A day before Jared Kushner's arrival to Israel for talks in Jerusalem and Ramallah, the U.S. State Department reiterated the Trump administration's position on Tuesday that Israeli settlement construction is unhelpful to U.S. President Donald Trump's peace efforts in the region.
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The State Department's new spokeswoman, Heather Nauert, was asked during a press briefing about the Israeli government's latest announcements of settlement construction, which come while Trump is making a push to renew the Israeli-Palestinian peace process. Nauert responded that Trump has not changed his mind on this issue.
"The president has been clear all along – his position on this has not changed – and that is that we see settlements as something that does not help the peace process," Nauert said. When asked another question on the matter, she stated again that "the president has said that unrestrained settlement activity is not helpful to the peace process." Nauert also said that the State Department is in close coordination with the White House on the peace effort, and is helping Kushner and Trump's peace envoy, Jason Greenblatt, organize their visit.
Nauert also used the occasion of the briefing to condemn the attack in Jerusalem last week in which Palestinians killed Hadas Malka, an Israeli policewoman. "We want to condemn the terror attack, the attack that took place against the Israeli police officer that resulted in her death and wounded several others," she said. "We want to extend our sympathies and condolences to the family and the Israelis as well. That brings to mind that we want to reiterate our commitment to stand with Israel against terrorism."
A White House official told Haaretz this weekend, ahead of Kushner's arrival, that Trump considers Israeli-Palestinian peace a "top priority" and added that "it is important to remember that forging a historic peace agreement will take time and to the extent that there is progress, there are likely to be many visits by both Kushner and Greenblatt, sometimes together and sometimes separately, to the region and possibly many trips by Israeli and Palestinian negotiators to Washington D.C. or other locations as they pursue substantive talks.”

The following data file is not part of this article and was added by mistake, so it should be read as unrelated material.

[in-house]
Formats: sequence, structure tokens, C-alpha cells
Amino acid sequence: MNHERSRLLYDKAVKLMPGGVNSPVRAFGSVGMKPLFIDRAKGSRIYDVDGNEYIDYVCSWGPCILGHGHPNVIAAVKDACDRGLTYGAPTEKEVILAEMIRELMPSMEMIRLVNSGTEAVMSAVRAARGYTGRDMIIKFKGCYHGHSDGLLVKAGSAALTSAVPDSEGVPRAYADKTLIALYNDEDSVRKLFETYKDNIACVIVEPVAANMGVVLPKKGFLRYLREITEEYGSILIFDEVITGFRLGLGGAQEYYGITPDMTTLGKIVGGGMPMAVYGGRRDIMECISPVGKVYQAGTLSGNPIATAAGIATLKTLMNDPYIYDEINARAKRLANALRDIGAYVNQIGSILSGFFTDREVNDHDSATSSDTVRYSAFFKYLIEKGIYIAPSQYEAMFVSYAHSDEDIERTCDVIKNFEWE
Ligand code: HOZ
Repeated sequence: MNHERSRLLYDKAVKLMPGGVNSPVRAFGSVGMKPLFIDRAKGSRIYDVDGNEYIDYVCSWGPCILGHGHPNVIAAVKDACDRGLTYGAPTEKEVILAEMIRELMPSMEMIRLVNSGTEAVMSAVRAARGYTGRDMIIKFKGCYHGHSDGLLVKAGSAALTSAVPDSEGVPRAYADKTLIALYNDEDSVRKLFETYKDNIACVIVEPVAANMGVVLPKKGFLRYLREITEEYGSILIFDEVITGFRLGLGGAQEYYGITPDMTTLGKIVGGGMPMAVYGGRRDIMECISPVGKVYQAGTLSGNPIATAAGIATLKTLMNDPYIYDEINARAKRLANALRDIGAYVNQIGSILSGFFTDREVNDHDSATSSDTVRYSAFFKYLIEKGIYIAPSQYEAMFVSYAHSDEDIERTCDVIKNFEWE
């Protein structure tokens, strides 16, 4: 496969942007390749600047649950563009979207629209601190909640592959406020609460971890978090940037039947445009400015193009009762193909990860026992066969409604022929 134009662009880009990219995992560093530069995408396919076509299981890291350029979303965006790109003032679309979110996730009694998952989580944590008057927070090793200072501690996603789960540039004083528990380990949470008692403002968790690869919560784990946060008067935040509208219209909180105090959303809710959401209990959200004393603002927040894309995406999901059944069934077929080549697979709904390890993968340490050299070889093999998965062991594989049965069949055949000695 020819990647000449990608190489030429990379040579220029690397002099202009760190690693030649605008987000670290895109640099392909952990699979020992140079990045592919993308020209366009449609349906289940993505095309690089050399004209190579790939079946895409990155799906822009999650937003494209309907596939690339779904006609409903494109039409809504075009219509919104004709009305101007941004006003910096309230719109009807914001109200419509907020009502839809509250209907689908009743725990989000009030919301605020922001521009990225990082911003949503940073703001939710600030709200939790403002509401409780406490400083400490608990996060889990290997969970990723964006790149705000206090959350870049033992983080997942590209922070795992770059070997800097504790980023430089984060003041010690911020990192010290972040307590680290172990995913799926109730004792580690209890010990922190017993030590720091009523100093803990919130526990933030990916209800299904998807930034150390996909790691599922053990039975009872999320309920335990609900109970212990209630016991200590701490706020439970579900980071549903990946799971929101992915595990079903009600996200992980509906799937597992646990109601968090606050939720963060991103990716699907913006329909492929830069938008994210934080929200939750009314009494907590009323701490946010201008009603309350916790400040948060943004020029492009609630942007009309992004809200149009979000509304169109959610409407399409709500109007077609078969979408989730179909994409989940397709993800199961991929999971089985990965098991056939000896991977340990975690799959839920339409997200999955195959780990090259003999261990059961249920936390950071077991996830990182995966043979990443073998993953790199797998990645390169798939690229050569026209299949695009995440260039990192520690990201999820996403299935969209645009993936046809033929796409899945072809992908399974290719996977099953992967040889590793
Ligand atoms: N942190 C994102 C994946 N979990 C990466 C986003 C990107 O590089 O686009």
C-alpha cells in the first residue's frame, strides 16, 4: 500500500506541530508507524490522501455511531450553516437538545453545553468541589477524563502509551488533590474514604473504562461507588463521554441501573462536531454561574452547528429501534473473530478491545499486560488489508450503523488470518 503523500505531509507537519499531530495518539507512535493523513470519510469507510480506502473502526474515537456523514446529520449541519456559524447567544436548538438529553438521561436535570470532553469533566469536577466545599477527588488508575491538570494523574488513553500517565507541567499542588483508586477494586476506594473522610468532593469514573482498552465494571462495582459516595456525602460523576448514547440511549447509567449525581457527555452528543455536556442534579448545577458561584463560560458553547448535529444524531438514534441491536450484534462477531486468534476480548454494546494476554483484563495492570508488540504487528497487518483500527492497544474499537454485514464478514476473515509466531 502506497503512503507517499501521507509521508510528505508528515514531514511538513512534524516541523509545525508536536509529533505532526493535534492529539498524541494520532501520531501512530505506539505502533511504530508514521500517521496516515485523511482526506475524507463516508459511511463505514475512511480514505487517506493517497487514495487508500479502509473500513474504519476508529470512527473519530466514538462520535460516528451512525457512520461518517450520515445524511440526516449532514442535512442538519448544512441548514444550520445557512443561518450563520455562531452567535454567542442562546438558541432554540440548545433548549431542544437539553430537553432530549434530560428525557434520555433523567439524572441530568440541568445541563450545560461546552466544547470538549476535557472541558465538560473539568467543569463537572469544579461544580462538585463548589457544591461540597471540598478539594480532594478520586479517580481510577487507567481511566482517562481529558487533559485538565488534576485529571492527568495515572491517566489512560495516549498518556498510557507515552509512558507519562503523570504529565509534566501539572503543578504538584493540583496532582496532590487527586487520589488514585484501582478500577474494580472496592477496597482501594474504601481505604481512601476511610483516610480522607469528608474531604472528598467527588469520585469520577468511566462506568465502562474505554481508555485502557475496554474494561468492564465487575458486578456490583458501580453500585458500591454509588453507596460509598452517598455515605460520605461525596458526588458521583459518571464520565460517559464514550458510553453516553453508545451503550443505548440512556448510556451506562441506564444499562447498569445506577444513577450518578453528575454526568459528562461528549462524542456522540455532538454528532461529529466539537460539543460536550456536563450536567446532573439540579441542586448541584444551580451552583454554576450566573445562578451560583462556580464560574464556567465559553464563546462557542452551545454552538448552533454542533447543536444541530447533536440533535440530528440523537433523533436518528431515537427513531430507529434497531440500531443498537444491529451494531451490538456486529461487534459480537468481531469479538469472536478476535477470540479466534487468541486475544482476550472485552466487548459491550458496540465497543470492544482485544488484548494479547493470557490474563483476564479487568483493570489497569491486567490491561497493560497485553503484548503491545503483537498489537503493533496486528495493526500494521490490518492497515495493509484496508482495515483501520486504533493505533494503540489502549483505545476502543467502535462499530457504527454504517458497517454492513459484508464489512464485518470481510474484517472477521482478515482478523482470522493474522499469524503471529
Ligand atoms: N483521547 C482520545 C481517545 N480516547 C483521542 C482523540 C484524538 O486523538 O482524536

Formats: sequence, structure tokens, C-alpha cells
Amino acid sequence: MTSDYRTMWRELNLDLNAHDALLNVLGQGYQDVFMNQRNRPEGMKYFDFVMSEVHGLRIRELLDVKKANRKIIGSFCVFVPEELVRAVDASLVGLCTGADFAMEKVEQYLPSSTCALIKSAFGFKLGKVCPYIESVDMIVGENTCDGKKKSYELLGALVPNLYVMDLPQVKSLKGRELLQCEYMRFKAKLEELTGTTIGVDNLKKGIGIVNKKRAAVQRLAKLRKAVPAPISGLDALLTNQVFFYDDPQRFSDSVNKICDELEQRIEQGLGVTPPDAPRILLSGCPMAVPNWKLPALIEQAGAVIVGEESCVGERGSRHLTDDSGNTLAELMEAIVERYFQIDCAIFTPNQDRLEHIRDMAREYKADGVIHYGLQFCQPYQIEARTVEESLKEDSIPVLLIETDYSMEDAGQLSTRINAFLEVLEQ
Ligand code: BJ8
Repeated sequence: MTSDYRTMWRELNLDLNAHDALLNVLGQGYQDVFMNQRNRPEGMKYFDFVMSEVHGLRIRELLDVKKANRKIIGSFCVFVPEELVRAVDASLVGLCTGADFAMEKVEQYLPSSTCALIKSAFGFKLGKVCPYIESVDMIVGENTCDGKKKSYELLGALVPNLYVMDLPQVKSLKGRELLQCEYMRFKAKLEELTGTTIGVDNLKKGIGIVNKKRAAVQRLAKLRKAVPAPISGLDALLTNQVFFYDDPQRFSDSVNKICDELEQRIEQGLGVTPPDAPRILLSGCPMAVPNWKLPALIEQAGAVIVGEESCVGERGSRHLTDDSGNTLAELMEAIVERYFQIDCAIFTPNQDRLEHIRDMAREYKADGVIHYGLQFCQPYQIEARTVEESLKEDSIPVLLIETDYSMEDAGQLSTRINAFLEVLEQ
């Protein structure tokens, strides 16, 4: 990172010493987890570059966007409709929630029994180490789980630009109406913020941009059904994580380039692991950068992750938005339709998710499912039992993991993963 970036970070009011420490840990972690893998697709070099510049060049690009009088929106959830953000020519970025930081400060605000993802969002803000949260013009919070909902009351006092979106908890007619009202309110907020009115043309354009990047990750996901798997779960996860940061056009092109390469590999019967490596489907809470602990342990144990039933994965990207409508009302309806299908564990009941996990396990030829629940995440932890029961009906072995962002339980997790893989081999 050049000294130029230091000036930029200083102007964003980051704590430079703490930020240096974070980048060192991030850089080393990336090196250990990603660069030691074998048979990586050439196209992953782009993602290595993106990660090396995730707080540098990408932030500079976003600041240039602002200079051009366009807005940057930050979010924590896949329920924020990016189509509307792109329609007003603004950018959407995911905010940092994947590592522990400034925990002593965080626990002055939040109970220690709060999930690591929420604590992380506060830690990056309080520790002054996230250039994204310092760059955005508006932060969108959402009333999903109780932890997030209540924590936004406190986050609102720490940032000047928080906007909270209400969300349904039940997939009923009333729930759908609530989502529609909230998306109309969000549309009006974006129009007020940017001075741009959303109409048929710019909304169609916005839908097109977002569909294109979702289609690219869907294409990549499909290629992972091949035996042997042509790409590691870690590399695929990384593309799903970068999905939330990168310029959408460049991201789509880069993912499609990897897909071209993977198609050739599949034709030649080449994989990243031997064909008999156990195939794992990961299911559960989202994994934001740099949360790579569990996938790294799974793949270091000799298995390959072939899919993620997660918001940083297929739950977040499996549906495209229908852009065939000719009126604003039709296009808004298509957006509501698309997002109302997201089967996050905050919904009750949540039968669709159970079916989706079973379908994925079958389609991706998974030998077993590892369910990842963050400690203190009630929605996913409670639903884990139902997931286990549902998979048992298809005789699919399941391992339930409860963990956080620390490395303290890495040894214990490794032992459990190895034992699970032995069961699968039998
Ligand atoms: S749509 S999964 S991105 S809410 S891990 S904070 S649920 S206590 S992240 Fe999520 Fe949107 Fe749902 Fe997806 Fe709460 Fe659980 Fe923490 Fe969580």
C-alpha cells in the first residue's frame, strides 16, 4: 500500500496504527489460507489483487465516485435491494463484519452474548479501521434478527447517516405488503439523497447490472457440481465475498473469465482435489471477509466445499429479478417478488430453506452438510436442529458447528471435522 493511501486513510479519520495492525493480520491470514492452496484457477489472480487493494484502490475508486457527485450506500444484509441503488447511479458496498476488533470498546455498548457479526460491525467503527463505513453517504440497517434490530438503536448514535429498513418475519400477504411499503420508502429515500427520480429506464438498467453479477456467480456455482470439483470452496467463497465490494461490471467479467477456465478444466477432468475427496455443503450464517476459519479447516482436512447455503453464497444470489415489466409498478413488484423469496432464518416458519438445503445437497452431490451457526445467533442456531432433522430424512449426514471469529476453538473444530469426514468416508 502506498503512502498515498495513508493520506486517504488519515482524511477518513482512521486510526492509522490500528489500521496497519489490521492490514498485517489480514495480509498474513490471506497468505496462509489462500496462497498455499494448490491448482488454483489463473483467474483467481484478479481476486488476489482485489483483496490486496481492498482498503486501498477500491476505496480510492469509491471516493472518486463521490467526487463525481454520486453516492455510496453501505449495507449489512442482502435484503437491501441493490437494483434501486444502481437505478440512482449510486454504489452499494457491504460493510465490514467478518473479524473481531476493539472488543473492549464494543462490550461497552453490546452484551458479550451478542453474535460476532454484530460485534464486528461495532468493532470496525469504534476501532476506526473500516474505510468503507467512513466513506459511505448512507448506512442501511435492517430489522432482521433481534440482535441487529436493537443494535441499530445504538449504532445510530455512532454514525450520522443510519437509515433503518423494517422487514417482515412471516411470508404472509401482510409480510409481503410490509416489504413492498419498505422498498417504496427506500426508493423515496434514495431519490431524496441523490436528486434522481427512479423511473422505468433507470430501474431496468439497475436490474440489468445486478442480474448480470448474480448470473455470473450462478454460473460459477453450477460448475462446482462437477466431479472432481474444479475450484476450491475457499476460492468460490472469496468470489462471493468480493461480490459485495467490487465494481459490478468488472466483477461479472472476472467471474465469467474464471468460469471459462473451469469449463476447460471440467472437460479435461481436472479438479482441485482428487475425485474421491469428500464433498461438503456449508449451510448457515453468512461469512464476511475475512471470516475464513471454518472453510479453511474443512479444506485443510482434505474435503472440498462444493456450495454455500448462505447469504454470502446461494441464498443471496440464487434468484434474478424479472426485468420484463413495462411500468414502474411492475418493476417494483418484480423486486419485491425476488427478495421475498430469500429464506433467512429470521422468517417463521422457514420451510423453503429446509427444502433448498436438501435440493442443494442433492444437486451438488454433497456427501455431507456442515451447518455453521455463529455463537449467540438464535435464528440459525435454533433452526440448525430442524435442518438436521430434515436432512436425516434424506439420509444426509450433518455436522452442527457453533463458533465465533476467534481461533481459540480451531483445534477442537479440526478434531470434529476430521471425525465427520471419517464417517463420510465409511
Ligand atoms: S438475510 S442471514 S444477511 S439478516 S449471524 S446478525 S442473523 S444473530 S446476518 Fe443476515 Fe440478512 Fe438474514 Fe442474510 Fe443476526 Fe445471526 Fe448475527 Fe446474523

Kushner will meet Wednesday in Jerusalem with Netanyahu and in Ramallah with Palestinian President Abbas in order to hear from the two how they would like to move forward toward a renewal of the peace process.
Kushner and Greenblatt also want to hear the two leaders' positions on various central issues, like borders, security, refugees, Jerusalem, settlements and others, in order to map out the differences between the sides on each issue. One of the ideas being considered in the White House is to formulate an American document of principals for solving these central issues on the base of renewing peace talks.
Greenblatt and Kushner's meetings with Netanyahu come as land was prepared Tuesday for the construction of a new settlement "Amichai" for those evacuated from the illegal outpost of Amona. In the morning, Netanyahu tweeted that he is the first prime minister in decades to establish a new settlement in the West Bank. He added that "there hasn't been, nor will there be a better government" for the settlement enterprise than that which he currently leads.